Review Summary: Misery Escape includes almost everything a metalcore fan would hope for with great singing and a strong balance between melodic and brutal.3 of 3 thought this review was well written
I must admit there were some serious doubts as to whether The Sorrow would deliver yet another solid metalcore release. As you can see from the score those doubts were misplaced and the Austrian quartet has given us yet another quality CD.
The guys didn’t waste any time getting back in the studio as their self-titled album only came out in 2010 and bears many similarities to that one, so sorry any breakdown lovers but you’ll have to go back to their earlier material for that.
Having said that the opening track ‘Retracing memories’ wouldn’t be out of place on the second LP, it’s quite an introduction with Matthias’s vocals sounding more harsh and polished than ever. It seems the lads have found the perfect balance between heavy and melodic, the guitar work has always been something I have admired about The Sorrow and they have only got better in time.
Breakdowns and especially screaming are very much present as heard in the first and one of my favourite songs off the album. The Sorrow haven’t forgotten about the die-hard fans like myself but they’re certainly doing the right thing and trying to reach a wider audience, which is why some of the songs (roughly half) are more radio-friendly.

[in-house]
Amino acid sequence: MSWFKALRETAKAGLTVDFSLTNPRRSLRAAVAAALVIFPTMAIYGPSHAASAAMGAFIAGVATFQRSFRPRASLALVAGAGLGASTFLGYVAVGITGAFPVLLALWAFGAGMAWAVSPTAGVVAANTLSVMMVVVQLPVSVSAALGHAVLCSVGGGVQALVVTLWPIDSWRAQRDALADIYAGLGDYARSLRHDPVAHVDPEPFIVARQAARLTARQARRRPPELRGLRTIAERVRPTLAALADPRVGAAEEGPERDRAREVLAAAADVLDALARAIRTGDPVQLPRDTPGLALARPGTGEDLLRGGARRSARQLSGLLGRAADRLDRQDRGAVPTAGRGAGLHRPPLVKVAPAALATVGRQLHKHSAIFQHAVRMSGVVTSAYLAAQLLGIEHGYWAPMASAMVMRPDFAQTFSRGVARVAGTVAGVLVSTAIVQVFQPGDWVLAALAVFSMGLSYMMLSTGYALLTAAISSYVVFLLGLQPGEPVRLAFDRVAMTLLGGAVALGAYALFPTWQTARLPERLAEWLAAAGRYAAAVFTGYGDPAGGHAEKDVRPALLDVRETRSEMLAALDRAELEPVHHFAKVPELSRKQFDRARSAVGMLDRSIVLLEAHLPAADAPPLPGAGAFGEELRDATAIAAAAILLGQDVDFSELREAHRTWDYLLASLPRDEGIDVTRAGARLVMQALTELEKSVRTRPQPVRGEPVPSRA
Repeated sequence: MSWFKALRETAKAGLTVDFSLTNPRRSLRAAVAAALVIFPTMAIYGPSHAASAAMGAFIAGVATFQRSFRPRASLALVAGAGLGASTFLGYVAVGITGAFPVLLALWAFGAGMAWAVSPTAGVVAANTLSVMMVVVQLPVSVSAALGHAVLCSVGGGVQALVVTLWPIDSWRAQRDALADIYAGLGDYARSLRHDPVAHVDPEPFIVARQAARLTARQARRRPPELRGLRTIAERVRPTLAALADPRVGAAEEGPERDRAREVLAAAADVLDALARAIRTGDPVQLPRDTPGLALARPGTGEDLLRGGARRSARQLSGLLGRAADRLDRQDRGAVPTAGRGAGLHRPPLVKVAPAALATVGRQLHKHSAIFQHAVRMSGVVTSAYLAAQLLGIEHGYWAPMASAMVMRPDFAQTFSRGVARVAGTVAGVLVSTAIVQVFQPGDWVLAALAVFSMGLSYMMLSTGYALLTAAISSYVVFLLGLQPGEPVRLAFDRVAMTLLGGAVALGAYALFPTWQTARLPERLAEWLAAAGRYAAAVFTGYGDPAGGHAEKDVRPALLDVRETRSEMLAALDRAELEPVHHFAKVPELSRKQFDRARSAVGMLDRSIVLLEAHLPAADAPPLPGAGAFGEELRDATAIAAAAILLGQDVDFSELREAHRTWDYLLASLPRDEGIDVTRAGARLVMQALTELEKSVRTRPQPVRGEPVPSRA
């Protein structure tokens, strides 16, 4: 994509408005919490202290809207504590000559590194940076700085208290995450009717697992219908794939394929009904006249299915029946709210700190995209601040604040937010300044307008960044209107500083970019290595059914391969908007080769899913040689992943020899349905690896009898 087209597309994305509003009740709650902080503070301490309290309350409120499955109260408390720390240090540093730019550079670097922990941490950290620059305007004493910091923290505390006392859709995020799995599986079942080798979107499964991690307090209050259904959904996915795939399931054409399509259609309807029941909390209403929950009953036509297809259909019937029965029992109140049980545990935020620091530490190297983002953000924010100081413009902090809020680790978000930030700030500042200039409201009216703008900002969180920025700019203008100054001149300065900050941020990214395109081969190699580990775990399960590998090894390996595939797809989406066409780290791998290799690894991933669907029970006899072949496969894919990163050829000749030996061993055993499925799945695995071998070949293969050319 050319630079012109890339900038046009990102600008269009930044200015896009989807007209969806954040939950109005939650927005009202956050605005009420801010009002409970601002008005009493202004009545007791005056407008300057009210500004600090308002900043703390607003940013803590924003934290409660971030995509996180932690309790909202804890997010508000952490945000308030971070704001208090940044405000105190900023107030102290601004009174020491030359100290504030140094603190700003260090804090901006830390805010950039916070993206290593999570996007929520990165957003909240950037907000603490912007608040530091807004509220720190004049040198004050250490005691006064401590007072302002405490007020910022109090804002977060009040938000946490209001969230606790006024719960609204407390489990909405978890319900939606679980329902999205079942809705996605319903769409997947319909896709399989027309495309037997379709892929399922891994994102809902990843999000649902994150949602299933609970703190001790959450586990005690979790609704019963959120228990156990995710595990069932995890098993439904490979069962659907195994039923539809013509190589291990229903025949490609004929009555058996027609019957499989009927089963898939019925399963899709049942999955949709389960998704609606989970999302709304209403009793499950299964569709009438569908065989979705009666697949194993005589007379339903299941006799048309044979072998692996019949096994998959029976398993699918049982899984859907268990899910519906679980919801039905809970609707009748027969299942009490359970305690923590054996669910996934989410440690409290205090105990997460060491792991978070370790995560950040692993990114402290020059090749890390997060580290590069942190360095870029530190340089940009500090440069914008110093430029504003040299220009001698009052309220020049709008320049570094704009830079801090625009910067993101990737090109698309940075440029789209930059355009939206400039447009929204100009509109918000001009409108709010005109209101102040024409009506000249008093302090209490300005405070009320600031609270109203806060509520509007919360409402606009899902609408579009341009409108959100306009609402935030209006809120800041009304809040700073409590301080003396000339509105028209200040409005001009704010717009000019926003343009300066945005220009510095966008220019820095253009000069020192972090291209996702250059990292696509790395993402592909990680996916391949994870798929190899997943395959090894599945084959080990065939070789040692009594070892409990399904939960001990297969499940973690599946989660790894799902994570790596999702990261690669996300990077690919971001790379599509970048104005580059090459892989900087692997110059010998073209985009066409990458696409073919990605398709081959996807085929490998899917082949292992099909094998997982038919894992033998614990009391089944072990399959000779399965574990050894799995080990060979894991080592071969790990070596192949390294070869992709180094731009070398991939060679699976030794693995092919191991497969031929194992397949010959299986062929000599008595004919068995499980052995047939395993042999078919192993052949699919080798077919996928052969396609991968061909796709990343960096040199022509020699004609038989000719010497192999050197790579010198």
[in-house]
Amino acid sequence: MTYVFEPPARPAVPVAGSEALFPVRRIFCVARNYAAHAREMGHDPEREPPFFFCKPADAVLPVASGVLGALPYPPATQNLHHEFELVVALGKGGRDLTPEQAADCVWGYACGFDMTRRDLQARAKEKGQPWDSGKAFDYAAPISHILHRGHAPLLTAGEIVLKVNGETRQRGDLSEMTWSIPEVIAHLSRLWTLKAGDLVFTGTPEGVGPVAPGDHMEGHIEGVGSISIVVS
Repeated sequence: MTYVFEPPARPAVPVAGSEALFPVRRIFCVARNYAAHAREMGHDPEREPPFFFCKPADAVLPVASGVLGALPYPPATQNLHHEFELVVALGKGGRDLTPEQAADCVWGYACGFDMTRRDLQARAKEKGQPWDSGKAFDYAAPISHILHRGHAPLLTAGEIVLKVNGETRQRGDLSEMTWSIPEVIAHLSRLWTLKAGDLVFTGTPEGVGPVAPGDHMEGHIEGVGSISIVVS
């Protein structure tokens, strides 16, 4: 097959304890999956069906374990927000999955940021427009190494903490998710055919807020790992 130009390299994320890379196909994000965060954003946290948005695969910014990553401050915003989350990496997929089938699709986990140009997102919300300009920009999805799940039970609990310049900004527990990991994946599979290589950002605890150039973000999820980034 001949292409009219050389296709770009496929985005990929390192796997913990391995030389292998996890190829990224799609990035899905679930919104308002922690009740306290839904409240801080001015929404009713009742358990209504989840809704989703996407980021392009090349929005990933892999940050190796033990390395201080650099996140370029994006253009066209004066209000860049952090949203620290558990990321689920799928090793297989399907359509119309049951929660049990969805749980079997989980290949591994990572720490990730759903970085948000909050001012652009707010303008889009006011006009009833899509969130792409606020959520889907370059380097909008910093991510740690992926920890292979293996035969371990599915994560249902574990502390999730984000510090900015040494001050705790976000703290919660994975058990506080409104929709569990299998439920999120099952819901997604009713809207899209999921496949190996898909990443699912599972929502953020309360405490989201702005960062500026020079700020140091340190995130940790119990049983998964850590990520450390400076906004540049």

That doesn’t mean they will be appearing on your local station, their not that soft but I do hope singles such as ‘Burial Bridge’ get played on music channels more.
What makes this album great is the sheer quality of playing going on, Misery Escape contains some of the best songs the band have ever written check out ‘A thin red line’ if you don’t believe me. The amount of emotion and emphasis on lyrics makes songs like this instantly re-playable.
Now we come to the issues with the album and I’m happy to say there aren’t many, it’s obvious that each member is very confident with their part and it really shows on this album especially the clean vocals which you’d struggle to find better in similar bands.
What stops this album from getting a truly excellent rating for me is the softer songs, a particular one that I even find borders or cringe worthy is the last song, there’s something about it mainly the chorus that sounds clichéd and I feel the band held back because they could of gone out with more style. Also the drummer who I’ve always admired takes a slight backseat in this release he’s not bad by any means but I suppose the guitars are thicker and more complex, so for production reasons you don’t notice him as much.
Speaking of production the name doesn’t ring a bell but he’s done a grand job on this album it’s very clean and loud, again definitely with the vocals.
This doesn’t require much of a conclusion if you enjoy metalcore in general but with a bit more singing you’ll love this. If like me you also thought the new ‘All that remains’ album was complete *** and want to hear metal done right then check these guys out because they deserve more credit than they get.